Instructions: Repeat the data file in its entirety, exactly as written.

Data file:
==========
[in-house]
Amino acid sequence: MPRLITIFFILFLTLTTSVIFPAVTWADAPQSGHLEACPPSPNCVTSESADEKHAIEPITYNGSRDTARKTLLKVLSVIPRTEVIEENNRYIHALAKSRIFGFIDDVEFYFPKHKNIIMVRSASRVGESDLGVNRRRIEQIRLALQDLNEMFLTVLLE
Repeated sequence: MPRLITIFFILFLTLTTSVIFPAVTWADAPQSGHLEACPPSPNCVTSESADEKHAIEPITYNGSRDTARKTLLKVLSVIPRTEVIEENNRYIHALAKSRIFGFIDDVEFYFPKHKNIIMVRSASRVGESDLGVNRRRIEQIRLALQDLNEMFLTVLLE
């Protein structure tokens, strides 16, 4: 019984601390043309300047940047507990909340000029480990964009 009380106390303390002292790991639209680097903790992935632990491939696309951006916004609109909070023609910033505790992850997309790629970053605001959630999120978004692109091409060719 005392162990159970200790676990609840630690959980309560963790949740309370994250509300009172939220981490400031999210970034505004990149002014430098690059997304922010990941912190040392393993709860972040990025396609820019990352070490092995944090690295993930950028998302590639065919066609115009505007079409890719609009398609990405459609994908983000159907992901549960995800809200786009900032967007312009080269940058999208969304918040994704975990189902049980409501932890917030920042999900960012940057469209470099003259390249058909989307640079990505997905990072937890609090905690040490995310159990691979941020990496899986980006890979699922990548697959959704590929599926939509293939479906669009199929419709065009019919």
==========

[in-house]
Amino acid sequence: MPRLITIFFILFLTLTTSVIFPAVTWADAPQSGHLEACPPSPNCVTSESADEKHAIEPITYNGSRDTARKTLLKVLSVIPRTEVIEENNRYIHALAKSRIFGFIDDVEFYFPKHKNIIMVRSASRVGESDLGVNRRRIEQIRLALQDLNEMFLTVLLE
Repeated sequence: MPRLITIFFILFLTLTTSVIFPAVTWADAPQSGHLEACPPSPNCVTSESADEKHAIEPITYNGSRDTARKTLLKVLSVIPRTEVIEENNRYIHALAKSRIFGFIDDVEFYFPKHKNIIMVRSASRVGESDLGVNRRRIEQIRLALQDLNEMFLTVLLE
């Protein structure tokens, strides 16, 4: 019984601390043309300047940047507990909340000029480990964009 009380106390303390002292790991639209680097903790992935632990491939696309951006916004609109909070023609910033505790992850997309790629970053605001959630999120978004692109091409060719 005392162990159970200790676990609840630690959980309560963790949740309370994250509300009172939220981490400031999210970034505004990149002014430098690059997304922010990941912190040392393993709860972040990025396609820019990352070490092995944090690295993930950028998302590639065919066609115009505007079409890719609009398609990405459609994908983000159907992901549960995800809200786009900032967007312009080269940058999208969304918040994704975990189902049980409501932890917030920042999900960012940057469209470099003259390249058909989307640079990505997905990072937890609090905690040490995310159990691979941020990496899986980006890979699922990548697959959704590929599926939509293939479906669009199929419709065009019919």